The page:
7. Wimp! Water at 55 or higher, air temp above 60, I’m wet wading.
    I’ll get the neoprene inserts though, thanks for that. I usually just put up with gravel in my boots.

  8. Hello Dom,
    Appropriate timing for this article. Your wet wading system is spot on. In NorCal it can get pretty hot and that promotes algae in the water ways I fish. To complement wet wading I utilize a wading staff and also carrying a LifeStraw to use for drinking water to help keep my system light. I also wear a super thin long sleeve moisture wicking shirt under my regular fishing shirt for added protection from the sun and helps with evaporation. Keeping hydrated and short little breaks where shade is found also makes for an enjoyable outing. My 2 yr old pup Charlie who sports a quality Ruff Wear floatation vest is often at my side for companionship and together we make a great team for a memorable outing. Thanks Dom for sharing your tips and wisdom!

  9. Hi Dom,

    Great article on wet wading. And spot on! I fish in central Colorado, mainly the South Platte, 11 mile Canyon and the Arkansas and wet wade in late June, July, August and early September. My set up is Korkers boots, Sims neoprene booties, a bathing suit and Tenkarabum.com neoprene gators The gators are they’ll cross strap on and go from the middle of your boot to just above your knees. They work very well when you need to heal down in the water. Highly recommended.

    Again thanks for the great article.

    Russ Bogardus

  10. Hello dom,
    I’m a Florida boy that goes to Pisgah NC areas … during the summer I go with Simms flyweights ( broke in and sockless) and board shorts, seal line waterproof 20liter pack and jump right in to get to those areas no one else goes to .
    Important to go with a buddy.

  11. My girls use the same type underwear only in the female versions. No one likes a cold wet bottom for long. Available in the workout gear dept.

  12. I wet-waded in three seasons in Wyoming for many years. Yes, I got numb sometimes, but I haaaaate waders. You describe my system, except for the fact that I have no ACL in my right knee, so I never go out to fish or x-c ski without my brace. Unfortunately, brace over top of pants just doesn’t work for me, so I use shorts and tights. The tights protect from most hazards to some degree, and the brace protects my right leg almost completely from abrasion. I guess I could use the zip-off pants with the right leg zipped off and the left leg full. The reason I have an unrepaired ACL to deal with is that I popped the autograft while fishing without a brace. I also skied 5-6 days per week with the same shorts and tights, down to -15F. As long as I am moving, tights are just fine. I moved to Oregon last year, so my wet-wading makes even more sense here. The blackberry brambles here may make me switch to the zip-off solution. At 70 years old, simple gear like this still works for me, and someone caring what I look like in shorts means nothing to me.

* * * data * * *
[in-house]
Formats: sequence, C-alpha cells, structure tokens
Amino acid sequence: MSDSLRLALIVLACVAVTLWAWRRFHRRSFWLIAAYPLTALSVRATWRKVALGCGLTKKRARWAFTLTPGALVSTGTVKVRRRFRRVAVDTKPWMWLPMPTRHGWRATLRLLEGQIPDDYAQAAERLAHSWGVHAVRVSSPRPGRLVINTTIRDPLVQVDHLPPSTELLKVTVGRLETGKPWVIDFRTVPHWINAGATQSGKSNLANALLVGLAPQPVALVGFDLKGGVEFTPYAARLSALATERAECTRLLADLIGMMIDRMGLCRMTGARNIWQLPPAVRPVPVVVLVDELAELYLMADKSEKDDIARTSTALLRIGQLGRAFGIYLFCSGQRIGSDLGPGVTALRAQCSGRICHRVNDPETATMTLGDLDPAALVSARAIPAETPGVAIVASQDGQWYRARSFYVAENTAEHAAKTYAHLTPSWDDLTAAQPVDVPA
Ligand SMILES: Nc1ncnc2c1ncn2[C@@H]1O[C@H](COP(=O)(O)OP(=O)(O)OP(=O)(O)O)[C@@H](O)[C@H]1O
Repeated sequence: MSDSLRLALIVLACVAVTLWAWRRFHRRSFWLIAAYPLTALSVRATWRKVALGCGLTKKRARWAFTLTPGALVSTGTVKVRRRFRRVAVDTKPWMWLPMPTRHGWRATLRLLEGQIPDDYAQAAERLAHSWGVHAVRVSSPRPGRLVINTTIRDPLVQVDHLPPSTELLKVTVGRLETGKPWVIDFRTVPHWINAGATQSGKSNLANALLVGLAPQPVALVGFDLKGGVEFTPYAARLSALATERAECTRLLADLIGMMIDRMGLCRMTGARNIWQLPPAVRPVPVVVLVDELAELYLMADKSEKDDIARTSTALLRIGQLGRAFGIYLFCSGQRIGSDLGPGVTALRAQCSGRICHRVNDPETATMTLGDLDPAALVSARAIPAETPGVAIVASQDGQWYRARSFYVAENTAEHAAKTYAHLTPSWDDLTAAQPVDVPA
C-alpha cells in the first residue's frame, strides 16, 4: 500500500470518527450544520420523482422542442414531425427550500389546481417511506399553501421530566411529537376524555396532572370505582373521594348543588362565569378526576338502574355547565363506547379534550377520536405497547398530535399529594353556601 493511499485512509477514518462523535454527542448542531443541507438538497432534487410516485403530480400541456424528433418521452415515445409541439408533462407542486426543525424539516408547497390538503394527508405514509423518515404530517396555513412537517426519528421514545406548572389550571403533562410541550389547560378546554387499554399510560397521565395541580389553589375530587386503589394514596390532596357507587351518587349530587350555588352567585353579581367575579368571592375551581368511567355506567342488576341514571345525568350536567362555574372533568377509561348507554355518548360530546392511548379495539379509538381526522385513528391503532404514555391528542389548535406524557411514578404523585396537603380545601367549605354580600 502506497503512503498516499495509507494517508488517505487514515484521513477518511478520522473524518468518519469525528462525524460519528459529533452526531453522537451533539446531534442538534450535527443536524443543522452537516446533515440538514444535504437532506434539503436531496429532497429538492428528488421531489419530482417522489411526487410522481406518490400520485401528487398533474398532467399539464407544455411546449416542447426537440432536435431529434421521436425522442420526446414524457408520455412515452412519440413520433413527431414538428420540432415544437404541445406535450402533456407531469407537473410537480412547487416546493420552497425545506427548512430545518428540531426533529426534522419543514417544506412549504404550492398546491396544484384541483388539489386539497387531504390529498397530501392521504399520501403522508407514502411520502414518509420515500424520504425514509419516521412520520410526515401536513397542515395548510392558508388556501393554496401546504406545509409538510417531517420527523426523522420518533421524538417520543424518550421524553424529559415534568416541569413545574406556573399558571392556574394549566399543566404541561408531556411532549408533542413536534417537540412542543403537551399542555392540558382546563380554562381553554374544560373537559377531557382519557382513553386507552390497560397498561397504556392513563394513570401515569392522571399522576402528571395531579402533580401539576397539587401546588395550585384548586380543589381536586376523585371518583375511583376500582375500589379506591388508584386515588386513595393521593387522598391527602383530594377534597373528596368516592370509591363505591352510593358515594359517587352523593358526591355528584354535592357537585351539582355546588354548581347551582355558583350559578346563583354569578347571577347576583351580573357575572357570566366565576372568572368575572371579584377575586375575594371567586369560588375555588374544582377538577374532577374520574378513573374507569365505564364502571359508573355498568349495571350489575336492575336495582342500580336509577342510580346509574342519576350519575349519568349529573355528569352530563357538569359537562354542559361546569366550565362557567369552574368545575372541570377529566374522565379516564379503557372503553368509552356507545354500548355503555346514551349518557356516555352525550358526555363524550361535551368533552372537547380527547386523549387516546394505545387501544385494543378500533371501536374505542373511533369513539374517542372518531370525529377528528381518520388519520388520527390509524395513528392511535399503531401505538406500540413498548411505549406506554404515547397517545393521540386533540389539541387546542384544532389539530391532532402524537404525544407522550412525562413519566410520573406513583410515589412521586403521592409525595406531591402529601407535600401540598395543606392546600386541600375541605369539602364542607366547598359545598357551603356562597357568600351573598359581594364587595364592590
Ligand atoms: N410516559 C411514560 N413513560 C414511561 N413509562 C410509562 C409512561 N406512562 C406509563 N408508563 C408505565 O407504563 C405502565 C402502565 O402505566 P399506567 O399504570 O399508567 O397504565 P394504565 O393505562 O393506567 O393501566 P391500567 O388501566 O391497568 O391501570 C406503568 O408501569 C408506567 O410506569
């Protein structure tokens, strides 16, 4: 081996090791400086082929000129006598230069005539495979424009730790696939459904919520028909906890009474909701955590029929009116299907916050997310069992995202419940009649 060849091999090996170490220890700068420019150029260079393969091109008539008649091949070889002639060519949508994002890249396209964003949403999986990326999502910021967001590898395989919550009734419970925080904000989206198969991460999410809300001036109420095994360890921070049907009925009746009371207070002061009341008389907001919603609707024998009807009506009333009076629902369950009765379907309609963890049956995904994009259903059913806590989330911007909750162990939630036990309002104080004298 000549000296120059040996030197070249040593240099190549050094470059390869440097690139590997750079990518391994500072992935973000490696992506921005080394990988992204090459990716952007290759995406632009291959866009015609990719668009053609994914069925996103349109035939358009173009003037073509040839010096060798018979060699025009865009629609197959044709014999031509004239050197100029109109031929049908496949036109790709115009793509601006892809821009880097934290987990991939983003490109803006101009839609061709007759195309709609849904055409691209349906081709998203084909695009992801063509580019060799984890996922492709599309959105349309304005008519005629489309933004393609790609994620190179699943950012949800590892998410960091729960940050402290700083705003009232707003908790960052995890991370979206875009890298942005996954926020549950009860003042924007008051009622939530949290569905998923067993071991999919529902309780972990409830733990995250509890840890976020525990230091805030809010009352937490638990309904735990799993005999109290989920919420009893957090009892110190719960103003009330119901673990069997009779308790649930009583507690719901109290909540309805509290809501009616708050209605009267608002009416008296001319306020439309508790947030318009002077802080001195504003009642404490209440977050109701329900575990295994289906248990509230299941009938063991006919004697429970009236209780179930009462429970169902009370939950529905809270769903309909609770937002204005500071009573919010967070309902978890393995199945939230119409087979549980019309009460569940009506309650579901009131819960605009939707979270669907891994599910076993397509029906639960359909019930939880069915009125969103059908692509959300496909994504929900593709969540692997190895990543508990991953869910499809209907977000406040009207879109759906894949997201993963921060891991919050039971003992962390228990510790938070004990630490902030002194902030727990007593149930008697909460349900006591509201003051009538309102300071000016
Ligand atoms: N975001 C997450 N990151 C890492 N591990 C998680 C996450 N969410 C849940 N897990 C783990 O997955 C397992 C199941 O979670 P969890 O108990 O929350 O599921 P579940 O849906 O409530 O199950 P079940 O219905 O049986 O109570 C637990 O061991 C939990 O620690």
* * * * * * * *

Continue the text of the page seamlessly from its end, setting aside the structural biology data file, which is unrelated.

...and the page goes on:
13. BTW, I wear Darn Tuffs all day every day of the year. Good in cold and hot and everything in between. And they honor the lifetime warranty with replacment. Knee-high for skiing. Medium to heavy hiking sock for everything else.

  14. Duluth Traders (Duluth Trading Company) also makes light weight quick dry pants called “Dry on the Fly (DOTF).” They have them in a great variety of sizes, including women’s sizes, and also have them in shorts.

    Their DOTF cargo pants and shorts also have large pockets.

  15. Thanks for a great article. I wear Columbia wading shoes. They are ok but a lot of gravel gets in. They do have great traction despite the fact that they don’t have cleats. But I’d rather be in them than dying of heat stroke in a pair of waders. Thanks for the suggestion about light, long pants. I’ve been wearing shorts and have been stung by nettles more times than I’d care to admit. I’ll be out shopping tomorrow for a pair.

  16. Great article. Thanks.
    The only non negotiable item down here in Australia are snake gators!
    Don’t leave home without them.


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Domenick Swentosky

Central Pennsylvania

Hi. I’m a father of two young boys, a husband, author, fly fishing guide and a musician. I fish for wild brown trout in the cool limestone waters of Central Pennsylvania year round. This is my home, and I love it. Friends. Family. And the river.